One of Sweden’s biggest and most popular music festivals, Bråvalla Festival, announces that it shall not make its annual return in 2018.

After being marred in controversy for another consecutive year with reported complaints of rape and sexual assaults by attendees at the festival, the organizers have voiced their intolerance and announced the festival will not return in 2018.

For a festival that has seen headliners in the likes of Iron Maiden, Calvin Harris, Kanye West and Green Day in its years since its inception in 2013, Bråvalla Festival was definitely one of Sweden’s largest and highly coveted festivals. Hosted in Norrkoping, southern Sweden, Bråvalla used to see tens of thousands of attendees thronging the festival grounds over the span of its 4 days. The festival seemed to be doing extremely well attracting crowds of over 40,000 and names like The Chainsmokers, Alesso and Martin Garrix among many more at their 2017 edition last weekend.

Bråvalla has however had its fair share of woes from pretty much the beginning. In only its second year, in 2014 lightning struck the festival camping grounds causing injury to a few, but resulting in sheer shock and mayhem across the grounds. Following that, the 2016 edition also saw the festival plagued by multiple reports of sexual violence similar to the last edition. Swedish police said at least five cases of rape and 12 sexual assault incidents had been reported at the festival in 2016. And following that up, the officials stated that in the 2017 edition which just ended, they so far have 11 cases of sexual abuse and one rape at the festival grounds that have been reported from July 28th to July 1st.

The Bråvalla festival organizers aren’t willing to sacrifice the safety of attendees for entertainment at any cost. In an official statement on their website (roughly translated to english) the music festival stated:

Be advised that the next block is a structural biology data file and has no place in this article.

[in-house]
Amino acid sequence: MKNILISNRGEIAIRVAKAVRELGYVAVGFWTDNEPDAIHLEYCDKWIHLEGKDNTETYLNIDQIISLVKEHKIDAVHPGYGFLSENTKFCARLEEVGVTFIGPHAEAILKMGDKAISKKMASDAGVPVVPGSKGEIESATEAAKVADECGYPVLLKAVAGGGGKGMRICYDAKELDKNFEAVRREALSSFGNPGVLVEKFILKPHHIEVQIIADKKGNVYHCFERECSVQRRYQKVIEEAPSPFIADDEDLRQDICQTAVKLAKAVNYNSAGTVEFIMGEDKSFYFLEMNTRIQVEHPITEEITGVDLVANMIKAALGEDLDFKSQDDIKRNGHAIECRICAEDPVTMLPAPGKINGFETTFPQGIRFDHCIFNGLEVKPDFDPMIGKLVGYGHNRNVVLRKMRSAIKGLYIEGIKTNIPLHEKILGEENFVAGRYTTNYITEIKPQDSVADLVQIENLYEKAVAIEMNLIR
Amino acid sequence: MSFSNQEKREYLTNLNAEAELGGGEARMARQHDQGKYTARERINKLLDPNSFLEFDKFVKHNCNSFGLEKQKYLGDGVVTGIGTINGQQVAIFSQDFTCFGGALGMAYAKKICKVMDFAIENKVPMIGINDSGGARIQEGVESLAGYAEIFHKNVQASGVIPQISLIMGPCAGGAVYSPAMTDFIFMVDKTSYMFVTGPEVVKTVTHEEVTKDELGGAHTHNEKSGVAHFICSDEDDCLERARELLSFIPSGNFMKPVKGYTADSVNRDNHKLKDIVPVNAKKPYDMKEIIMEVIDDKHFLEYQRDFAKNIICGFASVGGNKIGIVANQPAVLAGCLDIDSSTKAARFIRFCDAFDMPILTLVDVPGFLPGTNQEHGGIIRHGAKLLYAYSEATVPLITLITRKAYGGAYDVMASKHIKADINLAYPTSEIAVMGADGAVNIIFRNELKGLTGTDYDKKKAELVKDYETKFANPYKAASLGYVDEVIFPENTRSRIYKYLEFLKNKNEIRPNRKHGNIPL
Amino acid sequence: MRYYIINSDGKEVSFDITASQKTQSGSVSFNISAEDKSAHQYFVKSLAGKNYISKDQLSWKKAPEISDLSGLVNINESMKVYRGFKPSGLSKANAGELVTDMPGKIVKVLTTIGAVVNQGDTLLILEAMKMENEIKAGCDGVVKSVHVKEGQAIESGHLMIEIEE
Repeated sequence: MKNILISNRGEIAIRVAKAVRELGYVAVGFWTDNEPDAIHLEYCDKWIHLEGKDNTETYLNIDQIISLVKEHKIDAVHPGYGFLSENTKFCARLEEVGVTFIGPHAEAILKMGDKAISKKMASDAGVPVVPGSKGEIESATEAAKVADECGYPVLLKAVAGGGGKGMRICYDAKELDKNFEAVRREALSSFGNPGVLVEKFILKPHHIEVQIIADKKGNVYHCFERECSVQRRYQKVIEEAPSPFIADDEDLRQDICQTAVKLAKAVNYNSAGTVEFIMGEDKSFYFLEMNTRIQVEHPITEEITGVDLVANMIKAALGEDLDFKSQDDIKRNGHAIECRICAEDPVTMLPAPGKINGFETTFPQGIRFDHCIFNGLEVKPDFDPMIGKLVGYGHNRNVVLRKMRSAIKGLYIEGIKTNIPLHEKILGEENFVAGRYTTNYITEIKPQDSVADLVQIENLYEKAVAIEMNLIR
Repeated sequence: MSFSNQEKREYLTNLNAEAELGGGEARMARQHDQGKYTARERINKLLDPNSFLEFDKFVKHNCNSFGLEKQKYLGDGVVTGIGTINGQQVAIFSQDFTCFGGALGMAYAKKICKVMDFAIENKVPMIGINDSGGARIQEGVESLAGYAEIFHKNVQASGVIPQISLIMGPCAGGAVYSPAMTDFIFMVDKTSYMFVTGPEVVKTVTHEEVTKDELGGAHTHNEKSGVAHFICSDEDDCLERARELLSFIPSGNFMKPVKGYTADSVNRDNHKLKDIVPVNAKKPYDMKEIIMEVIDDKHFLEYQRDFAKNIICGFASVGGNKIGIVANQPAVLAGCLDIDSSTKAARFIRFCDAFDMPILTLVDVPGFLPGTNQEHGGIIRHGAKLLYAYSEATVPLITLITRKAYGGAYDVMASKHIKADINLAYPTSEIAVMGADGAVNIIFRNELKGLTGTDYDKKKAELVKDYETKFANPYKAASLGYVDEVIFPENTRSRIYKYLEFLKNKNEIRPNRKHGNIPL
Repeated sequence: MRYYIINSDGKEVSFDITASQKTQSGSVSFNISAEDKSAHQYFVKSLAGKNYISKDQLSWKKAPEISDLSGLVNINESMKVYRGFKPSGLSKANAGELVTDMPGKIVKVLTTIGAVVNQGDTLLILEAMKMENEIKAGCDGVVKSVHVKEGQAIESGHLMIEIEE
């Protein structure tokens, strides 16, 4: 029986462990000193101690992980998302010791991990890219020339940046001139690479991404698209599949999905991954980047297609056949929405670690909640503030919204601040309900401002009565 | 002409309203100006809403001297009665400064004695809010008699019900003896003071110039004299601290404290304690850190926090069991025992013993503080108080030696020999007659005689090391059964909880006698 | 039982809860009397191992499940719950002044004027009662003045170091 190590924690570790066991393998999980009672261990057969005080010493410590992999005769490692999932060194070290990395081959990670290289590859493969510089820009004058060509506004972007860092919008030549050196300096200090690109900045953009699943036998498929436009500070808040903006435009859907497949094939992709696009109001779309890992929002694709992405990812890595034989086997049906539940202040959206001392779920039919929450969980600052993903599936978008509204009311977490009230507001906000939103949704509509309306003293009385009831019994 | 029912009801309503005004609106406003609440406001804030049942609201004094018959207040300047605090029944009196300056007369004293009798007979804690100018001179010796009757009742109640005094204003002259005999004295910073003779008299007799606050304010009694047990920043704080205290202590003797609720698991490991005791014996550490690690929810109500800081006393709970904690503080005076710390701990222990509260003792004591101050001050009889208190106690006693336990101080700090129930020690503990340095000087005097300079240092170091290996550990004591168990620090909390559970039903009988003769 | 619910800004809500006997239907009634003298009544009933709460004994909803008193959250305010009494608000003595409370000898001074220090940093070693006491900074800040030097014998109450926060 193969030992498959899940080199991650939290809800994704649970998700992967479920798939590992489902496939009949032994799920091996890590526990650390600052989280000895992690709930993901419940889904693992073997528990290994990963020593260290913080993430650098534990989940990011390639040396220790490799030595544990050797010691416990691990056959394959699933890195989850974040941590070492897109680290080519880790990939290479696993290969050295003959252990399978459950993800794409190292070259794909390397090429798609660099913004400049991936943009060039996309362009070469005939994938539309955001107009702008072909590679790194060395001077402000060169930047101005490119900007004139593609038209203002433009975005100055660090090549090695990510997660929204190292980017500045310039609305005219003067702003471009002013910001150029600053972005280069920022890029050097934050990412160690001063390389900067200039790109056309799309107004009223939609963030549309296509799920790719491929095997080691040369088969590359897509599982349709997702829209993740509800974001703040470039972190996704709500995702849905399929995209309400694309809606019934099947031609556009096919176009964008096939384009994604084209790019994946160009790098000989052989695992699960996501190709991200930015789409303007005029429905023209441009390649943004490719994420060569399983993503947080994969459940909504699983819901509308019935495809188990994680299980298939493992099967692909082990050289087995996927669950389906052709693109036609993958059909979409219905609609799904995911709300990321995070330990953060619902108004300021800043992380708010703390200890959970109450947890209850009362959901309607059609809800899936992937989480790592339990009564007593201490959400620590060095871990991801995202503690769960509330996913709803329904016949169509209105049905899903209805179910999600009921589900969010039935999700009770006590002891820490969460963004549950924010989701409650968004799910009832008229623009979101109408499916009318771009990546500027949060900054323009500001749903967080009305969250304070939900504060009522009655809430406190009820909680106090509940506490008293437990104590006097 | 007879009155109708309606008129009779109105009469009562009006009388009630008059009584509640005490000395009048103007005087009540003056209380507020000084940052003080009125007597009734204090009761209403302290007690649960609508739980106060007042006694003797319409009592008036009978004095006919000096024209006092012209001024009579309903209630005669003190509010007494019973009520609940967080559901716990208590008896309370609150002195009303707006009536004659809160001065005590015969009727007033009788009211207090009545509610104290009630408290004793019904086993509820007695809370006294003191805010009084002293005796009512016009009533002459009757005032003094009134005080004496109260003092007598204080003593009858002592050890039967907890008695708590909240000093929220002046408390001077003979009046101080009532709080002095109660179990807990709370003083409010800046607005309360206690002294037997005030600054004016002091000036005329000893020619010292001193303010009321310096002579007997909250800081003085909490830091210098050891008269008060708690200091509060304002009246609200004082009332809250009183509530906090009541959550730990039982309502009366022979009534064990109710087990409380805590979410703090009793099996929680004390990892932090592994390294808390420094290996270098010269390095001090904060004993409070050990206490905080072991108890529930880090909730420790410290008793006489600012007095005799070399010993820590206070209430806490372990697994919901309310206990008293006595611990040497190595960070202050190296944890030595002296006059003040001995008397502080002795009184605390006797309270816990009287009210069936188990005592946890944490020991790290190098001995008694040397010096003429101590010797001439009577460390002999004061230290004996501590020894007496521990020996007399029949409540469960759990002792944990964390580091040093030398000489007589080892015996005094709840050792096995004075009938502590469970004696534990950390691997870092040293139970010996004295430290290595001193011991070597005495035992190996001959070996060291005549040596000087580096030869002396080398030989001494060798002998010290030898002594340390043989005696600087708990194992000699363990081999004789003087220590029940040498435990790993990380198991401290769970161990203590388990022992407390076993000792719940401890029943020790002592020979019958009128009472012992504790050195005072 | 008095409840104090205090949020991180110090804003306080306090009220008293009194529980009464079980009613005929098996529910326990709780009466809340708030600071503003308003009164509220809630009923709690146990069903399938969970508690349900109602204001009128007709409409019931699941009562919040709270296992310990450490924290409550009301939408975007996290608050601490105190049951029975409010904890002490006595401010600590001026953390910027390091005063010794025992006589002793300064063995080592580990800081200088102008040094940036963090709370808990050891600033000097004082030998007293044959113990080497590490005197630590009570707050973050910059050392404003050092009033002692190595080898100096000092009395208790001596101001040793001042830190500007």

“There are no words for how incredibly sad we are over this, and we want to regret and condemn it to the most serious. It’s not okay. We do not accept it at our festival."

Despite making genuine efforts towards the cause, the festival sees a second consecutive year of multiple sexual assaults. Speaking about it they said,

“We have seen it at our and other festivals in recent years and it is a huge social problem that affects every part of our society. Definitely not just festivals. Hundred rapes are committed every day in Sweden and it is a challenge society in general needs to deal with. We are working actively to eradicate the darkness — everyone exposed to crime should receive the support and help they want and need.”

However, the festival organizers, FKP Scorpio are clearly not giving up on their fight by cancelling the 2018 edition of Bråvalla and went on to say,

“We will continue to work together for a better world. We hope you are with us in it. Let's take care of each other, choke hatred and violence, and let the music win.”

The repeating assaults at festivals have triggered a wider discussion about the problem of sexual violence ― and prompted organizers, local authorities and others to do more to address the issue and to provide a safe space for festival goers.

“The attacks at Bravalla are not isolated incidents, by any means,” wrote Kat Stuehrk, an educator with Rape Victim Advocates, in a blog post for Huffington Post last year. “Sexual violence at music festivals and within the broader music community has been an ongoing problem throughout the years, with numerous reported rapes and sexual assaults at festivals throughout the world, and issues with sexual violence at local festivals. The looming threat of sexual violence has turned festivals into unsafe places for many music fans, particularly women.”

“It’s time for festival organizers, musicians, and music fans to prioritize this issue, and take responsibility for preventing sexual violence at music festivals, so that everyone can have a good time,” she went on to say.

Considering this has already been out there and food for thought since years now, it still happened again last weekend, in 2017 and has continued to. What are we going to do about it? What are YOU going to do to help the cause?

H/T: Your EDM , HuffPost

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